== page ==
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Iran - What Nuclear Weapons Program?

 
 
Reply Sat 26 Nov, 2011 09:13 am


http://www.youtube.com/watch?v=N2w7J59FPmQ

Throwing this out there to see what others think about it.
 
Setanta
 
  2  
Reply Sat 26 Nov, 2011 10:39 am
I don't think anyone knows. I think the Persian regime is sufficiently competent in terms of intelligence that we can't find out. Maybe they do, maybe they don't. However, the point this gentleman maks at the end of his discursus, that the preception is being manipulated by people with a stake in portraying Iran as pursuing such a program, is telling.
0 Replies
 
roger
 
  1  
Reply Sat 26 Nov, 2011 12:40 pm
@edgarblythe,
Holocaust? What Holocaust?
edgarblythe
 
  1  
Reply Sat 26 Nov, 2011 12:50 pm
@roger,
That's the first post I recall ever reading by you, roger, that I consider to be stupid.
roger
 
  1  
Reply Sat 26 Nov, 2011 12:53 pm
@edgarblythe,
Why? They deny both.
edgarblythe
 
  2  
Reply Sat 26 Nov, 2011 01:13 pm
@roger,
Whether they do or don't, it has nothing to do with the point of this thread. If you want to discuss that, or Hitler or the Crusades, why not start a thread of your own? I only care about if there is conclusive evidence of a nuclear weapons program. That they and the Jews dislike each other is already established.
0 Replies
 
Setanta
 
  1  
Reply Sat 26 Nov, 2011 01:24 pm
Ahmedinajad and some of the fanatics indulge in that rhetoric, and it's small wonder considering that after the 1953 coup, the CIA used Israeli intelligence operatives to set up and train SAVAK, the Shah's secret police. That doesn't mean, however, that "they," i.e., every Persian, believes that tripe.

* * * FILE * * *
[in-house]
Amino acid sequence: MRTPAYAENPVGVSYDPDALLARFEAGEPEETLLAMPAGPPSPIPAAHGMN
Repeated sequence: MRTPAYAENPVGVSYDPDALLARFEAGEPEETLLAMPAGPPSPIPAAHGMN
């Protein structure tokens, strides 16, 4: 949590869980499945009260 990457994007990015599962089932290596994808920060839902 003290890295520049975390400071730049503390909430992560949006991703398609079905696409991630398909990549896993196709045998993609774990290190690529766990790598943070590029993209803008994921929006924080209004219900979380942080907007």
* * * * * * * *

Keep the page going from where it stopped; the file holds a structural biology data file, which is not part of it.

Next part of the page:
But that's neither here nor there, as EB points out. They call North Korean the Hermit Kingdom, but they could just as well apply the name to Iran. I'd say we've got just as much chance of getting reliable intelligence from Iran as we do from North Korea.
roger
 
  1  
Reply Sat 26 Nov, 2011 01:58 pm
@Setanta,
Of course they don't all say or believe that. My point was only that his denials don't carry a lot of weight. Not with everyone, that is.
0 Replies
 
edgarblythe
 
  2  
Reply Sat 26 Nov, 2011 02:03 pm
My point is, I am not looking for emotional or ideological arguments. Just the Joe Friday facts.
georgeob1
 
  2  
Reply Sat 26 Nov, 2011 02:16 pm
@edgarblythe,
edgarblythe wrote:

My point is, I am not looking for emotional or ideological arguments. Just the Joe Friday facts.

Well, without speculating about what intellegence data we may have about earlier Iranian contacts with the the Khan group from Pakistan, or what the Iranians were doing with the Syrians in the facility destroyed by Israel, we certainly can wonder why, in a world with abundant, cheap, reliable sources of uranium enriched to 6-9% U-235 (suitable for power plants), Iran has chosen to very expensively duplicate these expensive processes (including separation of plutonium from spent fuel) and repearedly reject the associated UN nuclear agency oversight (to which most other nations suscribe). Beyond that, they have chosen to construct these facilities in widely dispersed, deep, hardened structures at extraordinary cost (something none of the other nuclear capable nations have bothered to do). Strangely, they have even, by their own admission, begun enriching the uranium to 50% U-235 - well beyond the requirements of any but naval type reactors, and very close to what is required for a uranuim warhead - to match their plutonium process. Finally, with abundant domestic sources of gas and petroleum they have less need for alternate sources of power than other nations.